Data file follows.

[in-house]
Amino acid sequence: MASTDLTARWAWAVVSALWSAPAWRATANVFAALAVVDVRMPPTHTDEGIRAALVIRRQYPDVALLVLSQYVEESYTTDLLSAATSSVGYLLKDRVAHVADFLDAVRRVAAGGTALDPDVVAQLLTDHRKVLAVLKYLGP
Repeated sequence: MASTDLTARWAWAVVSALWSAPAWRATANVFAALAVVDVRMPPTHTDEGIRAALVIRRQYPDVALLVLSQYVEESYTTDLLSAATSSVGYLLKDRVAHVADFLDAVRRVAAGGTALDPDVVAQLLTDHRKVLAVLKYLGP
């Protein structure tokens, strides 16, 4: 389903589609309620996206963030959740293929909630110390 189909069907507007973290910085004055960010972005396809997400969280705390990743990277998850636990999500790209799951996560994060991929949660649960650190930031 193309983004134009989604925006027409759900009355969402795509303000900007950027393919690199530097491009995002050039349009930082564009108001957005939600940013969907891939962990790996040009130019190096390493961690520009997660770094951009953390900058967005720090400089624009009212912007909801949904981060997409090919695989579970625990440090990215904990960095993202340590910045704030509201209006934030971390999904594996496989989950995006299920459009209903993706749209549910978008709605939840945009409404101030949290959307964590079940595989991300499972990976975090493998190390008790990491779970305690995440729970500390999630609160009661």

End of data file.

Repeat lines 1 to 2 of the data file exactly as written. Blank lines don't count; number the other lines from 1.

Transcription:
[in-house]
Amino acid sequence: MASTDLTARWAWAVVSALWSAPAWRATANVFAALAVVDVRMPPTHTDEGIRAALVIRRQYPDVALLVLSQYVEESYTTDLLSAATSSVGYLLKDRVAHVADFLDAVRRVAAGGTALDPDVVAQLLTDHRKVLAVLKYLGP